• In 5.101 Wittgenstein showed, possibly for the first time, that bit-patterns such as "TFTT" can be mapped directly to sentences such as "If C then A", much to the amusement of contemporary cyberneticists.

Proposition 5.101 later turned out to be a special case of a Gödel code. He covers a fair amount of ground in a short space such as notation, Russell's paradox, the notions of tautology and contradiction, and truth-functions. He also covers questions of the connection between language, science, belief, and induction.

Proposition 5.2522 expresses an inductive form, where a is a predicate, and O' a is an operation on a, etc.; this notation is used in proposition 6, below, and is meant to denote all possible truth functions of a.

### Propositions 6.* Edit

In the beginning of 6. Wittgenstein postulates the essential form of all sentences. The statement is not as mysterious as it appears on first reading, due partly to Wittgenstein’s peculiar notation: $[\bar p,\bar\xi, N(\bar\xi)]$. Here is an explanation of the symbols:

• $\bar p$ stands for all atomic propositions.
• $\bar\xi$ stands for any subset of propositions.
• $N(\bar\xi)$ stands for the negation of all propositions making up $\bar\xi$.

What proposition 6. really says is that any logical sentence can be derived from a series of nand operations on the totality of atomic propositions. This is in fact a well-known logical theorem produced by Henry M. Sheffer, of which Wittgenstein makes use.

Further on in the subsidiaries of 6. he moves on to more philosophical reflections on logic, which connect to ideas of knowledge, thought, and the a priori and transcendental. The final passages argue that logic and mathematics express only tautologies and are transcendental, i.e. they lie outside of the metaphysical subject’s world. In turn, a logically "ideal" language cannot supply meaning, it can only reflect the world, and so, sentences in a logical language cannot remain meaningful if they are not merely reflections of the facts.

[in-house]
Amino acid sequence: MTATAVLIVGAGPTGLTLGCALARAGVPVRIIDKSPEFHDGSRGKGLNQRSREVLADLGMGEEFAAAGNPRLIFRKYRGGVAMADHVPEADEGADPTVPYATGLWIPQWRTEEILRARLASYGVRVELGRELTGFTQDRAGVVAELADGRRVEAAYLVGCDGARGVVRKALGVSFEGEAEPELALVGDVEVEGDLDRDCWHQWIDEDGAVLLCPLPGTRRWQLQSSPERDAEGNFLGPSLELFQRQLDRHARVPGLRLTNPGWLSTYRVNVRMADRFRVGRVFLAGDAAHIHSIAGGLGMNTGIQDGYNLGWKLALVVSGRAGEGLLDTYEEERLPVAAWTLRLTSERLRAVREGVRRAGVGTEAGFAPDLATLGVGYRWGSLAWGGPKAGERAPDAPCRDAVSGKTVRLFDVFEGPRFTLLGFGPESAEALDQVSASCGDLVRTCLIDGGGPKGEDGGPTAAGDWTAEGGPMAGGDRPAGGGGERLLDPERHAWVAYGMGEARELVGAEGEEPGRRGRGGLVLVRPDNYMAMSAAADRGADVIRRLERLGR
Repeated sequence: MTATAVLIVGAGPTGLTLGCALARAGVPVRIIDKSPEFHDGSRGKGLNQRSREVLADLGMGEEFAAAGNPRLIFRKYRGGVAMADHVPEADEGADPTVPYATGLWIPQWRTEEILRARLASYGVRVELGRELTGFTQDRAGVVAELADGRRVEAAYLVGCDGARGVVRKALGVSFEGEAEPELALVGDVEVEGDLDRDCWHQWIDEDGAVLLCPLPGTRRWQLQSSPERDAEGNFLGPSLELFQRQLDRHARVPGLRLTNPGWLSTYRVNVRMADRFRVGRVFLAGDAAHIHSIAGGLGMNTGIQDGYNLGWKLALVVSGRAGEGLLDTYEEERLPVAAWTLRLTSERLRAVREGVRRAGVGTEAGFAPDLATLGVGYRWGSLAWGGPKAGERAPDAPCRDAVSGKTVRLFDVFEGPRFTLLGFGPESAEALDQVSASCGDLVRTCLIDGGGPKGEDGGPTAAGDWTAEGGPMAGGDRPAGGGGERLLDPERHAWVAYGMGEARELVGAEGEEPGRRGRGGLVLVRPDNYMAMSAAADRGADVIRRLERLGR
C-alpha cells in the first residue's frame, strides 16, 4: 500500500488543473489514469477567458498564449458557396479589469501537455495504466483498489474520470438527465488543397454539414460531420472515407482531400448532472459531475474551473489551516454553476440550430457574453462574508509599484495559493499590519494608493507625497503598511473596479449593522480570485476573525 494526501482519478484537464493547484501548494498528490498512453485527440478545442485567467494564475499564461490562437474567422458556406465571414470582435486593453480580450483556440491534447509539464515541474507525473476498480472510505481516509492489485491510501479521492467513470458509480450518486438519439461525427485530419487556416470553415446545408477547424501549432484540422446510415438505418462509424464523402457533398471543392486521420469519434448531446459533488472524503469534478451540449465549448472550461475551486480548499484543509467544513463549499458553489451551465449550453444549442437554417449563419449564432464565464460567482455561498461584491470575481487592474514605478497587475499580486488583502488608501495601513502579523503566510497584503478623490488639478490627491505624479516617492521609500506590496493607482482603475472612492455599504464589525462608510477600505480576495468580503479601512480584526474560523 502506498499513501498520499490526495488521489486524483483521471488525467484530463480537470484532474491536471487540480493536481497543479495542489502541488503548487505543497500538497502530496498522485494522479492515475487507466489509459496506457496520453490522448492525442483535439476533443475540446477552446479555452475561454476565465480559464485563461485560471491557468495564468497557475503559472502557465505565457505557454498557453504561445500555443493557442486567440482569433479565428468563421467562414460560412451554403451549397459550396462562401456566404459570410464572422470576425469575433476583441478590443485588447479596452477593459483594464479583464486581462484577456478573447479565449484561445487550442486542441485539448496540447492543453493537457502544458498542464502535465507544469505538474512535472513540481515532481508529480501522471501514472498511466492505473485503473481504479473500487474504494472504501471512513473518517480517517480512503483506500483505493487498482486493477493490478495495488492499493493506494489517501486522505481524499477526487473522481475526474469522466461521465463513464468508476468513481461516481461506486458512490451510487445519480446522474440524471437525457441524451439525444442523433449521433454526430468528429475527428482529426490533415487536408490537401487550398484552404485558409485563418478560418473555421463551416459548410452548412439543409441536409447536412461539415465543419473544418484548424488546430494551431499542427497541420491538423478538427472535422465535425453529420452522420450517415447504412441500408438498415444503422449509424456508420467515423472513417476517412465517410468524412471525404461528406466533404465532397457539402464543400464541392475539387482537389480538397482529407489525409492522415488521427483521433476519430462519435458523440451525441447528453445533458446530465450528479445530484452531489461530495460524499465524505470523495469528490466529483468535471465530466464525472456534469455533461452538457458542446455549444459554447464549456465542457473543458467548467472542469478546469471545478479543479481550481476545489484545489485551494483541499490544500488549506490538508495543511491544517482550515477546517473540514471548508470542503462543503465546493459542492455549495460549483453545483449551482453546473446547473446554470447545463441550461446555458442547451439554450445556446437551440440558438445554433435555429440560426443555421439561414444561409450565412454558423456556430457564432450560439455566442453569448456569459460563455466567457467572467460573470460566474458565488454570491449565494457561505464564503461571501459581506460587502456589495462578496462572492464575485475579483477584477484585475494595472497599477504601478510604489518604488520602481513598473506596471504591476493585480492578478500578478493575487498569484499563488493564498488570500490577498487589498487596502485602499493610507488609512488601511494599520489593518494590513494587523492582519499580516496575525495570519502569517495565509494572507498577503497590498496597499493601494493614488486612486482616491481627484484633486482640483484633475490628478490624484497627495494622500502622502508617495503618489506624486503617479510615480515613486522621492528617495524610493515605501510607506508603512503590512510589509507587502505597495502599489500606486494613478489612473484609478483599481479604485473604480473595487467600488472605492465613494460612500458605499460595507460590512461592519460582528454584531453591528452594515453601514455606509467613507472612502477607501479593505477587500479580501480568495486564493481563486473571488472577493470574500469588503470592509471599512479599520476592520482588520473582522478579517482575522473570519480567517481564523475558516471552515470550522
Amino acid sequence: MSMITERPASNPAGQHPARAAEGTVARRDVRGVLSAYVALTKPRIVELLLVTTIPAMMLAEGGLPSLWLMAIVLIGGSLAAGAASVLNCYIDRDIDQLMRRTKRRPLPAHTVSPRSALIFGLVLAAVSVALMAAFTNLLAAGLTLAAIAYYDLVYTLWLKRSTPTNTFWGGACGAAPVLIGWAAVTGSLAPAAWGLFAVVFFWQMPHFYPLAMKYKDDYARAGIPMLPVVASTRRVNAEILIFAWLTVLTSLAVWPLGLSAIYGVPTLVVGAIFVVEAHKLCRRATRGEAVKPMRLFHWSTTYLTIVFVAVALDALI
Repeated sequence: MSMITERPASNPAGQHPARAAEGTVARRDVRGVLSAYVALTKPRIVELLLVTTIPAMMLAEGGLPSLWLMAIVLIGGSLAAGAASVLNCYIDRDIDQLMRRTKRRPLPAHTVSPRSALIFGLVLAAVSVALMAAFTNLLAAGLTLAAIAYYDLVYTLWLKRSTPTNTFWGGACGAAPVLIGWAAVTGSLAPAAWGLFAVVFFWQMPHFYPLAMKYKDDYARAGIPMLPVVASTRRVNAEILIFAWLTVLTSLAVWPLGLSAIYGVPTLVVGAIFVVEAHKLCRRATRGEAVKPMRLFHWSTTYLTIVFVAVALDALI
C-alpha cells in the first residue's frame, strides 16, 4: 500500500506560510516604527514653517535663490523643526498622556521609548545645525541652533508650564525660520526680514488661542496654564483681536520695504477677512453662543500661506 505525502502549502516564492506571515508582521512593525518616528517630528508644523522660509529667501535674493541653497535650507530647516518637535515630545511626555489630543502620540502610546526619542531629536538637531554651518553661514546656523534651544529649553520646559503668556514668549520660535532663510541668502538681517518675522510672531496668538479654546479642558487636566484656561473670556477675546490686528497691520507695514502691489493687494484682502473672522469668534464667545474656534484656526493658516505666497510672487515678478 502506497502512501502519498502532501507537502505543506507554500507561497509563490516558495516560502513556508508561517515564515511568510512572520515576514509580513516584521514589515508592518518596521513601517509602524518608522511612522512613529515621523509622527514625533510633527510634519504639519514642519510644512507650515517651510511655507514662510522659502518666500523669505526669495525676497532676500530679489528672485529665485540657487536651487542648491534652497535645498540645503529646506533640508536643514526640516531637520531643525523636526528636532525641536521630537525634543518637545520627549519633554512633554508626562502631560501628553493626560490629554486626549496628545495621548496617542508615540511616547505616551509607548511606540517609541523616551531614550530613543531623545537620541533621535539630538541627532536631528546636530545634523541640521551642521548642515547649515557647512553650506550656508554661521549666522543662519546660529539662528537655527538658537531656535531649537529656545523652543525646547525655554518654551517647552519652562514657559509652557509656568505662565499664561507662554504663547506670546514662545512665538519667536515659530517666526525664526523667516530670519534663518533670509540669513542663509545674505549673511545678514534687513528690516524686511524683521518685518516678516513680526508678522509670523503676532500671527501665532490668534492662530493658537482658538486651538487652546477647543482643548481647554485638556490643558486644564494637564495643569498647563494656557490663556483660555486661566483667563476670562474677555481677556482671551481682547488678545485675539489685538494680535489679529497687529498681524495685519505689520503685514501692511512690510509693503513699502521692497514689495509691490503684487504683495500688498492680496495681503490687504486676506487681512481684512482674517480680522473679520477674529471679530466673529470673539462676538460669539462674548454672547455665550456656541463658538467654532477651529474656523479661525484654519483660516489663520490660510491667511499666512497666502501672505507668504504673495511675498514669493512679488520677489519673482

In the final pages Wittgenstein veers towards what might be seen as religious considerations. This is founded on the gap between propositions 6.3 and 6.4. A logical positivist might accept the propositions of Tractatus before 6.4. But 6.41 and the succeeding propositions argue that ethics is also transcendental, and thus we cannot examine it with language, as it is a form of aesthetics and cannot be expressed. He begins talking of the will, life after death, and God. In his examination of these issues he argues that all discussion of them is a misuse of logic. Specifically, since logical language can only reflect the world, any discussion of the mystical, that which lies outside of the metaphysical subject's world, is meaningless. This suggests that many of the traditional domains of philosophy, e.g. ethics and metaphysics, cannot in fact be discussed meaningfully. Any attempt to discuss them immediately loses all sense. This also suggests that his own project of trying to explain language is impossible for exactly these reasons. He suggests that the project of philosophy must ultimately be abandoned for those logical practices which attempt to reflect the world, not what is outside of it. The natural sciences are just such a practice, he suggests.

At the very end of the text he borrows an analogy from Arthur Schopenhauer, and compares the book to a ladder that must be thrown away after one has climbed it. In doing so he suggests that through the philosophy of the book one must come to see the utter meaninglessness of philosophy.